Changes in proximate composition and somatic energy content for Pacific sand lance (Ammodytes hexapterus) from Kachemak Bay, Alaska relative to maturity and season
Mean dry-weight energy values of adult Pacific sand lance (Ammodytes hexapterus) peaked in spring and early summer (20.91 kJg−1 for males, 21.08 kJg−1 for females), then declined by about 25% during late summer and fall (15.91 kJg−1 for males, 15.74 kJg−1 for females). Late summer declines in energy density paralleled gonadal development. Gender differences in energy density (males<females) were only apparent from August to October. Adult sand lance spawn in October, entering the winter with close to their minimum whole body energy content. Juvenile sand lance exhibited a relatively constant protein to lipid ratio until they reached 80 mm fork length. Thereafter, relative proportions of protein remained constant while lipid proportions increased significantly. Dry weight energy densities of juveniles increased from a minimum 16.67 kJg−1 to a maximum of 19.68 kJg−1, and (per g) are higher than adults in late summer. The seasonal food value of adult sand lance to predators varies markedly, but maximum energetic value coincides with important feeding periods for marine mammals, fish, and seabirds.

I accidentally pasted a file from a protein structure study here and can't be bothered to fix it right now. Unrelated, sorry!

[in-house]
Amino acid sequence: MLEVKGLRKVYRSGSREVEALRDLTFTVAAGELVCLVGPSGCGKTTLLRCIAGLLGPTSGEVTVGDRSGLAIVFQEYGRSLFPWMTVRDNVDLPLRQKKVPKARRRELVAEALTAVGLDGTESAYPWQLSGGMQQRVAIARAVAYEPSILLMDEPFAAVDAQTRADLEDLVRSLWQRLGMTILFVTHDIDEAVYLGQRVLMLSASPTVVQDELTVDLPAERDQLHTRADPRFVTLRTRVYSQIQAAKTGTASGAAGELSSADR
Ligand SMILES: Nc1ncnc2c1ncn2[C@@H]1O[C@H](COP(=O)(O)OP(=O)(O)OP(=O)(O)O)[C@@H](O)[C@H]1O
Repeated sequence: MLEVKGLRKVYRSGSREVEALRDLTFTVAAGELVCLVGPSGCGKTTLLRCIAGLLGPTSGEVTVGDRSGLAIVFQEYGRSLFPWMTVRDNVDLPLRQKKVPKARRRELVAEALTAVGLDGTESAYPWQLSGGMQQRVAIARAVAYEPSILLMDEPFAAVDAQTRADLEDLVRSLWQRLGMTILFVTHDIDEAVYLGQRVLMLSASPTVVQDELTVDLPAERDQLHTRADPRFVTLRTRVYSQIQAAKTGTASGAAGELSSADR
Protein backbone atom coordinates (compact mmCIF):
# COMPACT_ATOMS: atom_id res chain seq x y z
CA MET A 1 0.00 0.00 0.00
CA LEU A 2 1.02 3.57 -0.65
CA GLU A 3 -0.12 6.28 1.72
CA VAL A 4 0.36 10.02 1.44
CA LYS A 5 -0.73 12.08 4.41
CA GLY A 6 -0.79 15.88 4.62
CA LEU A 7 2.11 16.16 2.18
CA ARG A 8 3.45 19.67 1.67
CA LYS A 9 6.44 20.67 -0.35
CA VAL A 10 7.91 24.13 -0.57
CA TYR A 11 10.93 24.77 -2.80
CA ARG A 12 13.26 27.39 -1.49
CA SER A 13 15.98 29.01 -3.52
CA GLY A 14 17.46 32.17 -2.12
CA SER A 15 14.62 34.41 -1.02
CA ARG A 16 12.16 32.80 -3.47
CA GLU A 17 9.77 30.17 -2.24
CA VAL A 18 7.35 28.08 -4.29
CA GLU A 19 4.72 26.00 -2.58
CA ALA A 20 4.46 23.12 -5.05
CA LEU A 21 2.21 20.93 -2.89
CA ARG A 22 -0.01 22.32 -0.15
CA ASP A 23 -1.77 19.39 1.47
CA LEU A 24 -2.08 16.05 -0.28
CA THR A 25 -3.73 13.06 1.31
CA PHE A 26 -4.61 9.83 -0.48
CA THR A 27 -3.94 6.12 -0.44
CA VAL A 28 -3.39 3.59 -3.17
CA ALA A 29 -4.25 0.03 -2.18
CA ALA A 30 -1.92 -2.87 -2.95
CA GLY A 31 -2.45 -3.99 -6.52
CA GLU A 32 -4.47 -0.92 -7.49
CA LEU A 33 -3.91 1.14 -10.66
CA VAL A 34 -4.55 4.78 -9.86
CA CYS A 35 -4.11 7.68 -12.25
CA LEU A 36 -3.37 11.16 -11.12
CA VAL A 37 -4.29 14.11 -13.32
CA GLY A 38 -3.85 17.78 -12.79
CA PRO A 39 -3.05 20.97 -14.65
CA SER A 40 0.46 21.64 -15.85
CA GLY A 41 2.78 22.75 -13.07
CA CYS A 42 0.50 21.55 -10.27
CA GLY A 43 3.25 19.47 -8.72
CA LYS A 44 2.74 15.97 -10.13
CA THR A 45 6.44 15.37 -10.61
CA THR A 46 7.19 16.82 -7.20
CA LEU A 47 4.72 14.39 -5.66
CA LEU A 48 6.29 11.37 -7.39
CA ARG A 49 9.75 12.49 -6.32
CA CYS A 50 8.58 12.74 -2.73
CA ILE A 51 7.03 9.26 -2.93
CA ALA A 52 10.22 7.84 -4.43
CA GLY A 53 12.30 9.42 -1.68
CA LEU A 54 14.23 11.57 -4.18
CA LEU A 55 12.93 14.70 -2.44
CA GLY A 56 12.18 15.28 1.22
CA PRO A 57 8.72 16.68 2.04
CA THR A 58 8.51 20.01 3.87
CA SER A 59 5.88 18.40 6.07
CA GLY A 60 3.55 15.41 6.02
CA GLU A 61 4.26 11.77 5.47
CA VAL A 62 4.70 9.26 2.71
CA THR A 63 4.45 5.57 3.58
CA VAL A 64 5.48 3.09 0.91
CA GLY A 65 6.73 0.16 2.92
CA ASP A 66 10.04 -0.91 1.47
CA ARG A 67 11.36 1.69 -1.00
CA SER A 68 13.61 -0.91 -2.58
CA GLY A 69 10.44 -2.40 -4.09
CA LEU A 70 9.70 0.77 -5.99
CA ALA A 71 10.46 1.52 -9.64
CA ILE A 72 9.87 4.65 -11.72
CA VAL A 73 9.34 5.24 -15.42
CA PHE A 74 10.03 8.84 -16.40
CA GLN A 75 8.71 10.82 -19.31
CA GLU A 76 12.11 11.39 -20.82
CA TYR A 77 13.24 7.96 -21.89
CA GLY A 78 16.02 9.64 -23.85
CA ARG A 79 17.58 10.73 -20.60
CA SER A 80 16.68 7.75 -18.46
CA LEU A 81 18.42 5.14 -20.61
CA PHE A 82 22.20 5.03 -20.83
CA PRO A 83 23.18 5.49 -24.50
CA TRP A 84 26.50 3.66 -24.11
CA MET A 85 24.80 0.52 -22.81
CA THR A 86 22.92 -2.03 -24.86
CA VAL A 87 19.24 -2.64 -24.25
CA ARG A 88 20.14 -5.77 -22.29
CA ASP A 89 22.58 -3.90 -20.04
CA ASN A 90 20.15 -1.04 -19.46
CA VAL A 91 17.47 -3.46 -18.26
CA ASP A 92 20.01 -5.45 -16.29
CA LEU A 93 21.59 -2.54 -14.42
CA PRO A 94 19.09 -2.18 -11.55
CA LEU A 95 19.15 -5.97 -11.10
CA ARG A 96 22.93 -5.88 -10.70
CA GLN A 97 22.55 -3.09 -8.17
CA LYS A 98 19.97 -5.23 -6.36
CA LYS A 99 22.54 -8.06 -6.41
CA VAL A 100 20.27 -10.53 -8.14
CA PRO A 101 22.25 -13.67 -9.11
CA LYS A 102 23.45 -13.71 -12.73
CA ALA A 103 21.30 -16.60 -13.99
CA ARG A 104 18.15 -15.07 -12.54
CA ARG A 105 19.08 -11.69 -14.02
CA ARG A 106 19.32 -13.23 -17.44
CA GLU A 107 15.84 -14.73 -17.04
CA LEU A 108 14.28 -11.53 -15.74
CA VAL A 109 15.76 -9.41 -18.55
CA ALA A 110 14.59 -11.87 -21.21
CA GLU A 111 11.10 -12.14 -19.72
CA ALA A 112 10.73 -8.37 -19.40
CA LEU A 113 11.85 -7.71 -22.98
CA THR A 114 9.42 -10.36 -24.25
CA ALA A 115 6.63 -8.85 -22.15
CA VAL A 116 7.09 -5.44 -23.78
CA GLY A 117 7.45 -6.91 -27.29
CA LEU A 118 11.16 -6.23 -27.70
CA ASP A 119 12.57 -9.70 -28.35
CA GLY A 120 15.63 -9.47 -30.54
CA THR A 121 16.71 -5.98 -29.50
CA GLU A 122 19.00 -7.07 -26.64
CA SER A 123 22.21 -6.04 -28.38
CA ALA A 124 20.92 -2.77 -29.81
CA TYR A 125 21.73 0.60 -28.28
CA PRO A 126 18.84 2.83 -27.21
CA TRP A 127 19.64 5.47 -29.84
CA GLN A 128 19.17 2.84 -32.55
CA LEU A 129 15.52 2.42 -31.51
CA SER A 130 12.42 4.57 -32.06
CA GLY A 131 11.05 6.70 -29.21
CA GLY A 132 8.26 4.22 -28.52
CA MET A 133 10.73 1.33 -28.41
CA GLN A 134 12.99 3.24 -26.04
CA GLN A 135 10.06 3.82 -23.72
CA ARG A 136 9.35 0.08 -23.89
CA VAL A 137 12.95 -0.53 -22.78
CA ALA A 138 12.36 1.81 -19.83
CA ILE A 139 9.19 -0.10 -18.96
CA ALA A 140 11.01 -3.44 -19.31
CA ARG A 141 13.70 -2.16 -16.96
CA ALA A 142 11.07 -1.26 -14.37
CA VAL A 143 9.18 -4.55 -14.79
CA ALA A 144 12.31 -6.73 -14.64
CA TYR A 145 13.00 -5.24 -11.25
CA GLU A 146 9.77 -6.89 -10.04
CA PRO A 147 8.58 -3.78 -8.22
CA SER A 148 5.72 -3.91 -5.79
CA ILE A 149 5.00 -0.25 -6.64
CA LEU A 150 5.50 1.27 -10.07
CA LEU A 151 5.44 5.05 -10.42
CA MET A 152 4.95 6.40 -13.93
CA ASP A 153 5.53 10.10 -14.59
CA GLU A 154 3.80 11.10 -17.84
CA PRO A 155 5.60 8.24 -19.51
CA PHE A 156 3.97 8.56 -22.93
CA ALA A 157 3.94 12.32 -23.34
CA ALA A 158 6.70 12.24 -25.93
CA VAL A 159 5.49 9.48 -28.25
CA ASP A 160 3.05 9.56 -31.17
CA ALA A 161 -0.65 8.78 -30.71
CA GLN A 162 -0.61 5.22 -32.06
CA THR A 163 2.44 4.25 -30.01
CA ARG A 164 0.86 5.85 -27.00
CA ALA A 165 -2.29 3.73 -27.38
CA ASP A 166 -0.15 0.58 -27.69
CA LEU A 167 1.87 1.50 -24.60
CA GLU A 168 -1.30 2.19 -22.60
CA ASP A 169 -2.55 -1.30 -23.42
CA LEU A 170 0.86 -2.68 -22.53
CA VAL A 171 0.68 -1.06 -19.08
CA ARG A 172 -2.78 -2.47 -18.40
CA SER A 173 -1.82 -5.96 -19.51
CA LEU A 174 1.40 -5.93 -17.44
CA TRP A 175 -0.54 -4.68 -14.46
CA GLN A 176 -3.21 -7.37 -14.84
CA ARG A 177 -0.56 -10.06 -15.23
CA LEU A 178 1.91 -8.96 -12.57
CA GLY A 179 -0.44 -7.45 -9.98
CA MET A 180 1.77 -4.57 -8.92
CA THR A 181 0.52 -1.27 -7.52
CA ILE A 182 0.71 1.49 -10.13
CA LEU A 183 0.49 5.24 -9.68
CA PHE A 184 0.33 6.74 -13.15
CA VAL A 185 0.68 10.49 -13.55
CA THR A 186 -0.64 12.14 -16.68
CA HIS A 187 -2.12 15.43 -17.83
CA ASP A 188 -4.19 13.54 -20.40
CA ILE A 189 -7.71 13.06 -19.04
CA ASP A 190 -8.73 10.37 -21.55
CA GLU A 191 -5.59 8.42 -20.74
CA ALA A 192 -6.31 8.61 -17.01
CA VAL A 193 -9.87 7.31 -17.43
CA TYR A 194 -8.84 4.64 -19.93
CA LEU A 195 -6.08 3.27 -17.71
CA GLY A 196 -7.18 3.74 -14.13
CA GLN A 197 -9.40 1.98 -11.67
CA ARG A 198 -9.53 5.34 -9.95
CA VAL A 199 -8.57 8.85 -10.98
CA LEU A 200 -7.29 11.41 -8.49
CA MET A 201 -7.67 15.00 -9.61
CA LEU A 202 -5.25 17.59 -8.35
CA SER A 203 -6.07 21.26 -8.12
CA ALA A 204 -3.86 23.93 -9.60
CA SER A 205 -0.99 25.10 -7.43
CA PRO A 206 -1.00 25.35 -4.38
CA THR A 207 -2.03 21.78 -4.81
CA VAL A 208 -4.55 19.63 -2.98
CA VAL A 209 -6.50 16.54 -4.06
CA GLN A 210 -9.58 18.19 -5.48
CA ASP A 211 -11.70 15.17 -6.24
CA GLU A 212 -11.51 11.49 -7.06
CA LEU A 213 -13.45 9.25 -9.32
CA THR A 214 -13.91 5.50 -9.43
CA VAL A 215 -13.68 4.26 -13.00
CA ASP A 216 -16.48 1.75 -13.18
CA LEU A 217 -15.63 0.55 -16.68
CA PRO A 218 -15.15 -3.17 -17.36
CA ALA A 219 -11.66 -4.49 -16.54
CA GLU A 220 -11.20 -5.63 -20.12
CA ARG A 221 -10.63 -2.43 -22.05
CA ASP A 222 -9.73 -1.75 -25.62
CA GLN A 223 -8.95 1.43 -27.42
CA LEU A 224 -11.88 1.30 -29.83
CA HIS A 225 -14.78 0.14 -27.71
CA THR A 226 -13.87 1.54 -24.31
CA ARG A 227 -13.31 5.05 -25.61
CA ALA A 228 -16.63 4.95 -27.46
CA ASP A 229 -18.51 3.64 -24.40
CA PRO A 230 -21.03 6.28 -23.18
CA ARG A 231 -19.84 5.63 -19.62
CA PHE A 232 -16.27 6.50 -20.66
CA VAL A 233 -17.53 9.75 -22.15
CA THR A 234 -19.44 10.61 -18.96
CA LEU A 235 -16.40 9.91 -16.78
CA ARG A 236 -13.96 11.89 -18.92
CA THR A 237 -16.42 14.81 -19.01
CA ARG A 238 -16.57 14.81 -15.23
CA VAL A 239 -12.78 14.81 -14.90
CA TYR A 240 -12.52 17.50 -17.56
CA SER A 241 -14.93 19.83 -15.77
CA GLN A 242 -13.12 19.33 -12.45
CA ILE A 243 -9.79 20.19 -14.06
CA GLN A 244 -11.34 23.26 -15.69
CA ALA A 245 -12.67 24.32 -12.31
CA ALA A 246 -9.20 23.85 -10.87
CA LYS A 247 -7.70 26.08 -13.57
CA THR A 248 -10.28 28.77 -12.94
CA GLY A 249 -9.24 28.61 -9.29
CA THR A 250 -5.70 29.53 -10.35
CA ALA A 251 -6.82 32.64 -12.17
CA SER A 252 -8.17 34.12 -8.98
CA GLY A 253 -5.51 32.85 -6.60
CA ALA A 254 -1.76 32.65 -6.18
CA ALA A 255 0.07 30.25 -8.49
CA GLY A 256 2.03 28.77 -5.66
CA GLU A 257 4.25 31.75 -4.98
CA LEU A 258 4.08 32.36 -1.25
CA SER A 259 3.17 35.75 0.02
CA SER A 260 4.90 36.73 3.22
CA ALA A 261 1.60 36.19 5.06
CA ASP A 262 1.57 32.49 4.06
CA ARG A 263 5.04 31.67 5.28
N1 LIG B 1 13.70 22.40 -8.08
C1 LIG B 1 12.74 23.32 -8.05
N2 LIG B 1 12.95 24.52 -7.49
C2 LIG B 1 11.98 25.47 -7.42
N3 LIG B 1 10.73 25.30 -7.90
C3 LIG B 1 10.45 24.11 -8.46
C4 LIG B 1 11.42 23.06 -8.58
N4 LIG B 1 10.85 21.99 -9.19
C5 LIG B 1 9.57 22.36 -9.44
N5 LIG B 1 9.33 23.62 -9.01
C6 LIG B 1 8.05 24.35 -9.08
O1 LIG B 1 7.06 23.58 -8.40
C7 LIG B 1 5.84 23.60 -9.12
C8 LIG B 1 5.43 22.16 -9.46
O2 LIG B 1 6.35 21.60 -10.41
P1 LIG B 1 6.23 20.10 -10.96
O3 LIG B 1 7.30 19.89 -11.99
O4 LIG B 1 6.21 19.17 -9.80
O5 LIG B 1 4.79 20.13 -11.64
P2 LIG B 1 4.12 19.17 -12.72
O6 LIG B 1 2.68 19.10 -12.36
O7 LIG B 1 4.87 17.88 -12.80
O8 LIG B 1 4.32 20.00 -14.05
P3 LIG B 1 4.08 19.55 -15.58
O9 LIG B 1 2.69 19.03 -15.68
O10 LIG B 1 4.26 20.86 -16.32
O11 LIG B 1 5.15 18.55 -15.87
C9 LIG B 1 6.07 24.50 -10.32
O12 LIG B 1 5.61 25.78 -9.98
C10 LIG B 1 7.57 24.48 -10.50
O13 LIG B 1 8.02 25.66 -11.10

Additional publication details
|Publication Subtype||Journal Article|
|Title||Changes in proximate composition and somatic energy content for Pacific sand lance (Ammodytes hexapterus) from Kachemak Bay, Alaska relative to maturity and season|
|Series title||Journal of Experimental Marine Biology and Ecology|
|Contributing office(s)||Alaska Science Center|
|Other Geospatial||Cook Inlet, Kachemak Bay|